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The Infamous Black Bird Southern Oregon History, Revised


Notes on Snafu, the Foul-Mouthed Parrot

Snafu the parrot, Medford's most notorious bird before the construction of the Black Bird, was (by all descriptions) actually a cockatoo.

Sulphur-Crested Cockatoo


CUSSING PARROT FROM SOUTH SEAS IS JAIL BOARDER
Lt. Hugh Collins' Pet Is County Boarder--Language Too Rugged

    "Snafu," a South Seas parrot belonging to former Lieut. Hugh Collins, is so full of terrible cuss words the pet is now quartered in the county jail, by special arrangement with Tony Solger, the county jailer. The bird has the run of the jail corridors, and eats whatever is put before him.
    Collins, who served three years in the Pacific theater, brought "Snafu" home with him a couple of months ago, and for awhile he was at the home of his father, Councilman James C. Collins. Its profanity was too much for the Collins family, and the neighborhood, so it was sent to a Portland pet shop. It was a problem parrot there also, and shipped back here by express by its master, and placed in the county jail.
    Councilman Collins reports the parrot is full of tricks, and affectionate. In the midst of performing a trick, a stream of profanity is apt to be emitted. When mad, he will bite a finger with a razor-sharp beak, if opportunity offers. In ordinary talk, the parrot uses army terms and slang.
    Lieut. Collins, an attorney now practicing here, picked the parrot up on Biak Island in the Dutch East Indies, and adopted it as a pet. It went with him to various army camps, where it acquired its proficiency in cussing, and was a great favorite. The bird is close to three years old, and snow white with a yellow topknot.
    Jailer Solger reports the bird is well behaved, except for swearing, and has made friends with the inmates.
Medford Mail Tribune, November 11, 1945, page 3

Naughty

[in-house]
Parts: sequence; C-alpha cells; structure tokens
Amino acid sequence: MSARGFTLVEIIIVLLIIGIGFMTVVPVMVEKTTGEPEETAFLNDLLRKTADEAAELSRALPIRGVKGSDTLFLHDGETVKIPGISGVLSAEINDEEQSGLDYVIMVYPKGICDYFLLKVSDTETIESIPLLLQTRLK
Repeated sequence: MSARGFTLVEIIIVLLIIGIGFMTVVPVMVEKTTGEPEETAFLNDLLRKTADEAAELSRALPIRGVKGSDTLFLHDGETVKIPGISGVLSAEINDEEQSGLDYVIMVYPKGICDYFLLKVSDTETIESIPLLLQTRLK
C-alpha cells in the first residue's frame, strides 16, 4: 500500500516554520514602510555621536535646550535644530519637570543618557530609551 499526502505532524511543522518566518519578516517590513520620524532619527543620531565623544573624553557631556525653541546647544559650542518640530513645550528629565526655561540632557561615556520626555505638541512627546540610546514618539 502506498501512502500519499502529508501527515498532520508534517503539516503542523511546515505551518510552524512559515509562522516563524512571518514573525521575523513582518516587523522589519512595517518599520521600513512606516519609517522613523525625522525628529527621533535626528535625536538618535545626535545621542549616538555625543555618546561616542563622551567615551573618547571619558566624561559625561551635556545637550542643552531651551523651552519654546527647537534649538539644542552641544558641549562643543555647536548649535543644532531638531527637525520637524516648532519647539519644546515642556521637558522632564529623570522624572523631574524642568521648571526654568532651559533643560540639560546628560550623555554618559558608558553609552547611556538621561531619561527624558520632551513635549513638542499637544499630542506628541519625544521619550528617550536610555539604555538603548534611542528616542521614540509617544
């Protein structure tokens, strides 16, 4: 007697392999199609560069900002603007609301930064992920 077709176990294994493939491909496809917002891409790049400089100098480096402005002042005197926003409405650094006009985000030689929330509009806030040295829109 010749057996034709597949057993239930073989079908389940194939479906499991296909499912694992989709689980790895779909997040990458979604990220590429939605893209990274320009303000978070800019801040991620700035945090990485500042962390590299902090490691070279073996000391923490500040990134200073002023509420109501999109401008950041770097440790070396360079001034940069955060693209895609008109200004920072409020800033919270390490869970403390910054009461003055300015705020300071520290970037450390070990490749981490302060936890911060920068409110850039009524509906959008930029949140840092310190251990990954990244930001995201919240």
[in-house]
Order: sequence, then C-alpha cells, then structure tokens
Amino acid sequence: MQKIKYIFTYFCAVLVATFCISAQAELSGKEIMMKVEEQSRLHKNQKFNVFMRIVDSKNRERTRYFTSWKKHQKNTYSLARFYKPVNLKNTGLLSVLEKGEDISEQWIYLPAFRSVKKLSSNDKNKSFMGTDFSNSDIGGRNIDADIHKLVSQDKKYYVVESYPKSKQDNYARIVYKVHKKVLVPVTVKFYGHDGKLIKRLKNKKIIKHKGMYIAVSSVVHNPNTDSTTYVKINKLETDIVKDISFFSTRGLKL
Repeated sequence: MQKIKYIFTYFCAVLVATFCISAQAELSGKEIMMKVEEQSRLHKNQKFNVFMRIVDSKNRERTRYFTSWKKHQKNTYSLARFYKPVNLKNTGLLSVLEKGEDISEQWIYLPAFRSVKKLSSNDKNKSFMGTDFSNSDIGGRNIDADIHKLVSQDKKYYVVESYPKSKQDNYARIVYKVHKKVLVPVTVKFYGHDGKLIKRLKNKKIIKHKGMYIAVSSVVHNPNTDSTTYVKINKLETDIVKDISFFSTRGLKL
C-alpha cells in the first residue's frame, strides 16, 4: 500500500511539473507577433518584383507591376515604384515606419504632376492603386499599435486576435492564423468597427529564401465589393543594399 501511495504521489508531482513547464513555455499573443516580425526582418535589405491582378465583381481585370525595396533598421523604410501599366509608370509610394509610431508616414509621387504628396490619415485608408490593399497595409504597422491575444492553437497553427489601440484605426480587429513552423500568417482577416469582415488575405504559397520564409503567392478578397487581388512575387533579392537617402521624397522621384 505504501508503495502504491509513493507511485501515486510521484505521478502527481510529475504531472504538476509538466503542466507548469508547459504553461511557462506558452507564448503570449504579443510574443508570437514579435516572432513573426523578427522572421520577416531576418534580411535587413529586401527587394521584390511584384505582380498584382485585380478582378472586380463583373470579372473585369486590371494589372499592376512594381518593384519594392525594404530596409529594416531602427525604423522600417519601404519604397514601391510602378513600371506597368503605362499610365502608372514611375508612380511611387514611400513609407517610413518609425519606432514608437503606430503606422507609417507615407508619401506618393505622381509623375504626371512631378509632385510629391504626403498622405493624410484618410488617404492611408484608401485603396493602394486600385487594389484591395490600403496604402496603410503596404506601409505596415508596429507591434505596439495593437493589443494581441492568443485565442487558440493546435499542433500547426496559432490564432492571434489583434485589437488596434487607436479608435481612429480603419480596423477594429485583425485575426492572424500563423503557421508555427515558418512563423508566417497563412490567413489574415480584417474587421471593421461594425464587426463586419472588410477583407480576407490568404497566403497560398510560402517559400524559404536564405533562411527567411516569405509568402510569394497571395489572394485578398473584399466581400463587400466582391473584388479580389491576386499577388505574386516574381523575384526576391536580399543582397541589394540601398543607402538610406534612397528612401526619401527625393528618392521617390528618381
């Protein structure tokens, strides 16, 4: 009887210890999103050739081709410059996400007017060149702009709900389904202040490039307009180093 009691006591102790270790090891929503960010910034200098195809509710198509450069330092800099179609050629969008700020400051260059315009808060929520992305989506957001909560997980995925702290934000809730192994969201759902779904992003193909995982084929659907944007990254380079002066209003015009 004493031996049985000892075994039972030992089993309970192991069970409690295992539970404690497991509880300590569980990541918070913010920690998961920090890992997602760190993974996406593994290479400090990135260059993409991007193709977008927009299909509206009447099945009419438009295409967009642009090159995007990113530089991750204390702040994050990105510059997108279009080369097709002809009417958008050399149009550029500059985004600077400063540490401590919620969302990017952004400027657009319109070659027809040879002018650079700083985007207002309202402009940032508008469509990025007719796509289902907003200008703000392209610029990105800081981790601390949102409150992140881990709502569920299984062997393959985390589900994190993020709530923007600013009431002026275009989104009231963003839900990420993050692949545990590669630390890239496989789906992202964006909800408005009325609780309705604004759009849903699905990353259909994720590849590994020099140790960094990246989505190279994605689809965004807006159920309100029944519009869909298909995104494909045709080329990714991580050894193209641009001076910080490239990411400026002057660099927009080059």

MEDFORD, Ore. (AP)--Prisoners in the Jackson County jail have joined the town's best citizens in complaints which lodged an overseas veteran's pet parrot in the sheriff's cell block.
    The antics of the beautiful pure white bird were amusing until one inmate innocently queried "Polly want a cracker?"
    The explosive screech of profanity shocked the prisoners as much as it had the citizenry.
Walla Walla [Washington] Union-Bulletin, November 12, 1945, page 3


Profane Parrot in County Jail
    Lieut. Hugh Collins, who served three years in the South Pacific, brought "Snafu," a South Seas pet parrot, home with him a couple of months ago. The bird is so full of cuss words that finally, by special arrangement with Tony Solger, the county jailer, quarters have been secured in the county jail. The pet has the run of the jail corridors and eats whatever is put before him.
    For a while the parrot was quartered at the home of his father, Councilman James C. Collins. Its profanity was too much for the Collins family and the neighborhood, so it was sent to a Portland pet shop, where it also became a problem bird, so the pet was shipped back here by express by its master, and placed in the county jail.
    Councilman Collins reports that the parrot is full of tricks, and quite affectionate. While performing a trick, it is liable to release a stream of profanity. When mad, he will bite a finger with a razor-like beak, if opportunity offers. In ordinary talk, the parrot uses army talk and slang.
    Lieut. Collins, an attorney now practicing here, picked the parrot up on Biak Island in the Dutch East Indies and adopted it as a pet. It went with him to various army camps, where it acquired its cuss-words vocabulary and became quite a favorite.
    The bird is close to three years old, and snow white with a yellow topknot.
    Jailer Solger reports the pet is well behaved, except for its apparent expert ability in the use of swear words.
    It is reported that jailer Solger learned many new profanity words.
Medford News, November 16, 1945, page 3


'SNAFU' TAMING DOWN WHILE IN COUNTY BASTILLE
    "Snafu," the cursing parrot belonging to attorney Hugh Collins, former army lieutenant, quartered in the county jail, is taming down his language, his owner and jailer Sorge report. As son as warm weather comes again, "Snafu" will be placed on probation in the Collins back yard.
    Attorney Collins said today the parrot was in good health, contented and enjoying jail life. He visits with the four or five inmates and at times "plays like a puppy."
    Many offers have been received by mail to purchase the pet, but it is not for sale. As high as $150 has been offered.
    A Portland woman wrote last week saying she would like to have custody of the bird, but not to buy it, and promised to give it good care.
    "I worked in the shipyards during the war, and anything the parrot might say would not embarrass me," she wrote.